Friday, 27 July 2012

Pete 'Cardinal' Cox, Poet - Guest Blog 27th July 2012

July in Peterborough started with the Summer Festival the finale of which is a weekend in our glorious Central Park, except it was raining, as it was over most of the country, so about 3 o’clock the whole event got closed down. Well, I say whole, while the organisers' collective backs were turned Mark Grist kept the Live Literature tent running for another half an hour. The intermittent rain had actually been helping to drive an audience into the tent. Come for the shelter, stay for the rhymes, could have been the motto. I had done a few poems early in the day as part of the general start-up of ‘make some noise and try and attract people’s attentions’. After that an organiser of some local events had asked if I wanted to run a workshop, but the truth is, although I have done a couple in the past, I have to admit I’m not that good at them. I have attended a number of workshops by other people (a particularly good one run by Sue Butler and held at Cambridge’s Museum of Archaeology and Anthropology always stands out http://haddon.archanth.cam.ac.uk/haddon-specials/library-online/writing-workshop-30-october-2010 ) as I figure there is always something to learn. Plus athletes always train to keep their muscles in top condition, so shouldn’t poets equally train to maintain the old noggin? However many workshops I attend though, I never find I can replicate the ability to inspire others to create. Which is a shame because when you come down to it, workshops are one of the main earning potentials for poets. Back at the festival (or more accurately, after it’s early closure, down the pub) the person who had invited me to run the workshop said that they’d signed up an excellent local rapper to run the day, and I’ll admit I thought good for him.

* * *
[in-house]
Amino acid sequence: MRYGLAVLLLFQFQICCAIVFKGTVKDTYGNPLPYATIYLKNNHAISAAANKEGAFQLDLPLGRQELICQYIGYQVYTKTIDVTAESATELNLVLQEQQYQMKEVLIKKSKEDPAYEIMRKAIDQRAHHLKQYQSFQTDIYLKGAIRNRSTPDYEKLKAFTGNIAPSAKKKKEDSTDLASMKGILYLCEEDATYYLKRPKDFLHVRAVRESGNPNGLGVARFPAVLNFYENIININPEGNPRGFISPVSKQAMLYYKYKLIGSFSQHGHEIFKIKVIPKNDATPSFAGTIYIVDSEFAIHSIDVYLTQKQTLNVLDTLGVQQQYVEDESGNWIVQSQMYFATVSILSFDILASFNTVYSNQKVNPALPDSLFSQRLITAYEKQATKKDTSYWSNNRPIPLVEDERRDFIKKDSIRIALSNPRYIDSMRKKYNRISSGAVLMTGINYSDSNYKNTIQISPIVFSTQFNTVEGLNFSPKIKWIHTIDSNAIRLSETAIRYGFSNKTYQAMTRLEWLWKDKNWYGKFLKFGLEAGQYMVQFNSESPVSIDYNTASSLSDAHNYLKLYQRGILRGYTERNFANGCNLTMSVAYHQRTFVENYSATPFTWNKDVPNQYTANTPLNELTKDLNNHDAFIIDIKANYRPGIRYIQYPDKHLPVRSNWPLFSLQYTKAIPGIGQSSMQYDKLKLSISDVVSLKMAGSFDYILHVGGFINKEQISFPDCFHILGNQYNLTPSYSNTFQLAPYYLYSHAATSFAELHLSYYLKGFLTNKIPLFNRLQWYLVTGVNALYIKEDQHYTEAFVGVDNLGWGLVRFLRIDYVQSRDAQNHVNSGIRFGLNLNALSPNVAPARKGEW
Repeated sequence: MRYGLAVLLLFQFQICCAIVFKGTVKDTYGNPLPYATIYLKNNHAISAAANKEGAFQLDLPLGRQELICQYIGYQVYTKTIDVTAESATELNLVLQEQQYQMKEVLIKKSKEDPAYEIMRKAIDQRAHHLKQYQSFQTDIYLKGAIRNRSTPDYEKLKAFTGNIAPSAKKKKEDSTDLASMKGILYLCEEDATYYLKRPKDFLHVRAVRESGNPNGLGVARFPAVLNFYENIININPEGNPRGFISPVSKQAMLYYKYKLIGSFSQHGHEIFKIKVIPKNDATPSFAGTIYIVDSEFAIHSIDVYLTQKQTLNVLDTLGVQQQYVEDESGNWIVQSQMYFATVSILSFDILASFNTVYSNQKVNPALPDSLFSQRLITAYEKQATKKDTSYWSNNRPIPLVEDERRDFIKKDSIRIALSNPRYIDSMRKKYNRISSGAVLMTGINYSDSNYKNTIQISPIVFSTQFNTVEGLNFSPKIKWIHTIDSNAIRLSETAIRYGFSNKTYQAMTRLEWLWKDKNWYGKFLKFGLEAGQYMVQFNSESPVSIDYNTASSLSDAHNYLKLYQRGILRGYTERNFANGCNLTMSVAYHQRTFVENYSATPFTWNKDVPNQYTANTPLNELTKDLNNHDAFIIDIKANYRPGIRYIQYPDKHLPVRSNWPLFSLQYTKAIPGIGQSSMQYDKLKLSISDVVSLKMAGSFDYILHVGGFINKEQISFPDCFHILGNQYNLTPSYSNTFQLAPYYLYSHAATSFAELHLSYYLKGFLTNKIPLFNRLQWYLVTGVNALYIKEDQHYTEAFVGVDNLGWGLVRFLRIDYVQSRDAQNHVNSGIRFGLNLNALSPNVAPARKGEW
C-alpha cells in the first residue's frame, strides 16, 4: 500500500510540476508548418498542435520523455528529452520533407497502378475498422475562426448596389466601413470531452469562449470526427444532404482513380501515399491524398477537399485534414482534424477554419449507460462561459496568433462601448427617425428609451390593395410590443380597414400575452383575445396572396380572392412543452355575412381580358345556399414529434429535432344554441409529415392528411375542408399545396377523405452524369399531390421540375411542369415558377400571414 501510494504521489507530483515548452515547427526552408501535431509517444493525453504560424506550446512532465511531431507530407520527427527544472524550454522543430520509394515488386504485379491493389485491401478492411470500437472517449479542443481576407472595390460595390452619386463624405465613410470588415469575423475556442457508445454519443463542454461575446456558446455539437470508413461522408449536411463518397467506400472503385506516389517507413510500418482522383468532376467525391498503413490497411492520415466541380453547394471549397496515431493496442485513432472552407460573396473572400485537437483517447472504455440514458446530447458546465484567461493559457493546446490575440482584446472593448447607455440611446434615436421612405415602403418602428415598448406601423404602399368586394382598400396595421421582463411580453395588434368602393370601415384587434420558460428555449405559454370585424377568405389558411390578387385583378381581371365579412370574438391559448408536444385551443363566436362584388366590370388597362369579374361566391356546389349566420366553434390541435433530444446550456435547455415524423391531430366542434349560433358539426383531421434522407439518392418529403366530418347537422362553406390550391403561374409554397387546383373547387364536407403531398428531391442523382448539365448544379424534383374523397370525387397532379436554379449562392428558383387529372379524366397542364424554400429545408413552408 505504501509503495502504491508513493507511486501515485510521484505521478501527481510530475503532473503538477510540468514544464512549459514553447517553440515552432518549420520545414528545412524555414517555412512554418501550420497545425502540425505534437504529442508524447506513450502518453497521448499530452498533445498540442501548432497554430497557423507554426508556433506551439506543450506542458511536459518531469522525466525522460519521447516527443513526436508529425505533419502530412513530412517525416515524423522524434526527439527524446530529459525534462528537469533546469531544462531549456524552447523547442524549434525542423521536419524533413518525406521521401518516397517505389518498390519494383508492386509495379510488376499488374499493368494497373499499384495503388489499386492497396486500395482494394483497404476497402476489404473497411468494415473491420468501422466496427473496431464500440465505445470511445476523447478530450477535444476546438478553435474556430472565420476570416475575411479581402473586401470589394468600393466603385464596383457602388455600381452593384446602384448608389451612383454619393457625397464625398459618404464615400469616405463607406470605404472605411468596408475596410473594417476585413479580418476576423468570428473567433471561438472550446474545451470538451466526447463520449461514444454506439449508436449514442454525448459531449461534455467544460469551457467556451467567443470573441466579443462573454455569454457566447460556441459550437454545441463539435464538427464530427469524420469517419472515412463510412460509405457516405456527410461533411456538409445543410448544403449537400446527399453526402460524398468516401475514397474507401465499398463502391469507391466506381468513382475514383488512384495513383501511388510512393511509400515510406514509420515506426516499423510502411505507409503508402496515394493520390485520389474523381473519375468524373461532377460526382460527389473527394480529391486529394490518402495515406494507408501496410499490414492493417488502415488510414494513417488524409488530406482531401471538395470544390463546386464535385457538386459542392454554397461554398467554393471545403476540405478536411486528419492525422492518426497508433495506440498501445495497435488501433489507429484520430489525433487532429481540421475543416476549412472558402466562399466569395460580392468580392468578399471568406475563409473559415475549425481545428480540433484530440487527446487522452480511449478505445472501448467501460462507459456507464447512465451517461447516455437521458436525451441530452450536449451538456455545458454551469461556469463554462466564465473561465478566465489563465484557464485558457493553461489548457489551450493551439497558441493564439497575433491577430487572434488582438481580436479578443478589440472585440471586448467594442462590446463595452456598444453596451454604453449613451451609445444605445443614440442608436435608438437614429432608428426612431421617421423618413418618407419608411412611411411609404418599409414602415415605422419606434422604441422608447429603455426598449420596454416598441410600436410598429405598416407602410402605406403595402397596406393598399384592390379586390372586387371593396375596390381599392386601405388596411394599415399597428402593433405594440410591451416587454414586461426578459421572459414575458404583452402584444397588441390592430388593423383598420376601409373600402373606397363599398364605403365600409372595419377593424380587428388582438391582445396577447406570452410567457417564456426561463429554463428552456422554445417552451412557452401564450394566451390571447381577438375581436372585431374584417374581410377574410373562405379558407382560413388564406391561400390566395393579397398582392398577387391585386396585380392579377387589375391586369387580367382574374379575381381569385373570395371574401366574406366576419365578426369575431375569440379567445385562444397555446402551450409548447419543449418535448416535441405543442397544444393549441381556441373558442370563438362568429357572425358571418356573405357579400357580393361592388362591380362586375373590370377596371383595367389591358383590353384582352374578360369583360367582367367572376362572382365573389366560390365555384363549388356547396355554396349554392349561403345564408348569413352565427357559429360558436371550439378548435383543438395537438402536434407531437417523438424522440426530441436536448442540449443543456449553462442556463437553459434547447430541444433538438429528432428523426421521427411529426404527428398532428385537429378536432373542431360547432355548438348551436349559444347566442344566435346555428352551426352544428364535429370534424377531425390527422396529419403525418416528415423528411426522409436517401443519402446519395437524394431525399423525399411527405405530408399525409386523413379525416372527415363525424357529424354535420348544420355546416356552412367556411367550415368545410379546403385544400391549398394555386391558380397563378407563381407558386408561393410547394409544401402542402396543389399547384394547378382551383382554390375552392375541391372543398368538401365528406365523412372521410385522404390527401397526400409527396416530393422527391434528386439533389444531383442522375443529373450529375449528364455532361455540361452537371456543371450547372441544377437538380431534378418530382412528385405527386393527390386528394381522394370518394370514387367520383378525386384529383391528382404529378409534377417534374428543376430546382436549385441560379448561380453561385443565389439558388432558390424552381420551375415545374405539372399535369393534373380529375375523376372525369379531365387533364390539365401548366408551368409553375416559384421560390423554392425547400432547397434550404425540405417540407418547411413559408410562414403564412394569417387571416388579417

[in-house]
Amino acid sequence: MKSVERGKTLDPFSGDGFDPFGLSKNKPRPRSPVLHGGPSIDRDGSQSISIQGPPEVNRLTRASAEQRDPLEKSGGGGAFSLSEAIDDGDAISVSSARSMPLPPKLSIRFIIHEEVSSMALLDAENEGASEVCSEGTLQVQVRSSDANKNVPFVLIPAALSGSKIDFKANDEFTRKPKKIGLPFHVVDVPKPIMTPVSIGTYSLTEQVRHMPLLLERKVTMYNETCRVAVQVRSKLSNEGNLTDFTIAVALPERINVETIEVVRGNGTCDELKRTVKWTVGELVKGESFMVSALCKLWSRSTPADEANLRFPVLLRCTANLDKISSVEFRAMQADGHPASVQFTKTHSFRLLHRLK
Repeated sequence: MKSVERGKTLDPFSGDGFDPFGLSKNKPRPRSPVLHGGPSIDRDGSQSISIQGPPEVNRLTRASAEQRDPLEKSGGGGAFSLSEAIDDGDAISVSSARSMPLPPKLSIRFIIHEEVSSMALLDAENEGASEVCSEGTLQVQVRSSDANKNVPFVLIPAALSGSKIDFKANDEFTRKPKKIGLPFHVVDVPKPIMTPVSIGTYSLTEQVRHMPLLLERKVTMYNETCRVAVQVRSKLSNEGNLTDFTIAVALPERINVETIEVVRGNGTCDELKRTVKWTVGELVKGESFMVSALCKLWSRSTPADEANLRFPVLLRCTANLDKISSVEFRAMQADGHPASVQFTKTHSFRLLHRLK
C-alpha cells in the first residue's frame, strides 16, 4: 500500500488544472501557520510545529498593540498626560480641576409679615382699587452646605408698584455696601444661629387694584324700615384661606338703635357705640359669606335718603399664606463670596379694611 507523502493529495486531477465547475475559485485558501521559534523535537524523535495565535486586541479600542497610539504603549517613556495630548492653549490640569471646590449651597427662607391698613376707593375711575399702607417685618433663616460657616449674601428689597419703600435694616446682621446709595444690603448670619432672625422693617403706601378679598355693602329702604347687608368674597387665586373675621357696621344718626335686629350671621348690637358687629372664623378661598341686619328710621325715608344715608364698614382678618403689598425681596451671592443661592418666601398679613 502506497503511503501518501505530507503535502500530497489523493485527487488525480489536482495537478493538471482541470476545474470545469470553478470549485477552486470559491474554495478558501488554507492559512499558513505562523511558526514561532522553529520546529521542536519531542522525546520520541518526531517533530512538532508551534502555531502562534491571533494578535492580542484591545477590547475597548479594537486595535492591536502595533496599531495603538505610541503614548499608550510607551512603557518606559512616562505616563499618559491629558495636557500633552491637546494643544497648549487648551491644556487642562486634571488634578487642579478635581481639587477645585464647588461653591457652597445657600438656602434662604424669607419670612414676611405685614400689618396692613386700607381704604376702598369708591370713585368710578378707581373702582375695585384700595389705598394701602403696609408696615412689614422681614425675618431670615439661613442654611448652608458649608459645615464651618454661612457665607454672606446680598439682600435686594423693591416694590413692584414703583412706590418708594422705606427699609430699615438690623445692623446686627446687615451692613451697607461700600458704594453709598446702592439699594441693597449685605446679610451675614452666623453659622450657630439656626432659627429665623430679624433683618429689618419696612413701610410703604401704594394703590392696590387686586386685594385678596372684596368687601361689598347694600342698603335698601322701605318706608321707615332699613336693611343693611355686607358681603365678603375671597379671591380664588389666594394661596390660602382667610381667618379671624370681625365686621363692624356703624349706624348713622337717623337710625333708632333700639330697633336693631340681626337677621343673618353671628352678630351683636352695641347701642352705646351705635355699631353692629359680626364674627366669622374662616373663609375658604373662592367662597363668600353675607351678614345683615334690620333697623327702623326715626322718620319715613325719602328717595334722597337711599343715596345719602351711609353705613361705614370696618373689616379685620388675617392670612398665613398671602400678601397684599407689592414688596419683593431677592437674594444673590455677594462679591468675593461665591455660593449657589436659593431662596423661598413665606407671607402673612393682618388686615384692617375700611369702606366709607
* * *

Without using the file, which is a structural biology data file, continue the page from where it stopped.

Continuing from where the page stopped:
The week after was the John Clare Festival in Helpston (organised by the John Clare Society http://johnclaresociety.blogspot.co.uk/ ) that I’ve been going to for many years. Ok, not strictly true, I go to Helpston, but never actually make it to the Festival proper. First this year was a visit to the pub The Blue Bell where Clare had been a pot-boy, then to the John Clare Cottage next door (http://www.clarecottage.org/ ) for some cake, Bakewell Tart, I think. Then across the road to an artist’s studio where I chatted with the abstract painter. His wife offered a cup of tea and I declined as I was next going to the village hall where the W.I. put on refreshments. “Oh no”, she looked as though I’d said something terrible, “I promised to bake them some scones”, and scampered off. As I said, next was the village hall for another piece of cake (a lovely sponge with enormous strawberries and thick cream) and then into a local gallery to buy some cards. Then to see some more local artists (one of whom had asked for a poem from me to accompany a piece of work, but that’s still in the creative process) then to The Exeter Arms where John Clare had laid before being buried. The Exeter Arms has just been bought by the John Clare trust so was closed, so a visit to the church was in order before catching a bus home. At the bus stop I bumped into an old school teacher of mine who was bemoaning that she’d been refused service at the village hall. Apparently they’d thought she wouldn’t have had time to drink her tea and eat her cake before the bus came. To stir it a bit I described how tasty the cake I’d eaten had been. Caught the bus and continued chatting and just before I got off (to really put the cat amongst the proverbial) showed her the slice of cake I’d bought for my girlfriend. So no, I never quite make it to the Festival itself.

At the end of the month I took part in a guided tour with various artists and playwrights (I contributed some old riddles I’d written for my first poetry trail for the Cemetery where I’d been Poet-in-Residence for three years) and all went well until we were stopped by the police. Perhaps we were a suspicious looking bunch of middle class, middle aged ne’er-do-wells. Can’t have that sort in the run-down areas of the city…

To finish with, another plug for something from the small-press, this time Leeds’s based poetry publication Krax. 60 pages filled with excellent poetry, plus a fantastic review section covering a good number of publications from Britain and the rest of the world. Well-worth subscribing to, I think, so send an SAE to Andy Robson at 63 Dixon Lane, Leeds, LS12 4RR for full details and buy yourself a sample copy before submitting to.

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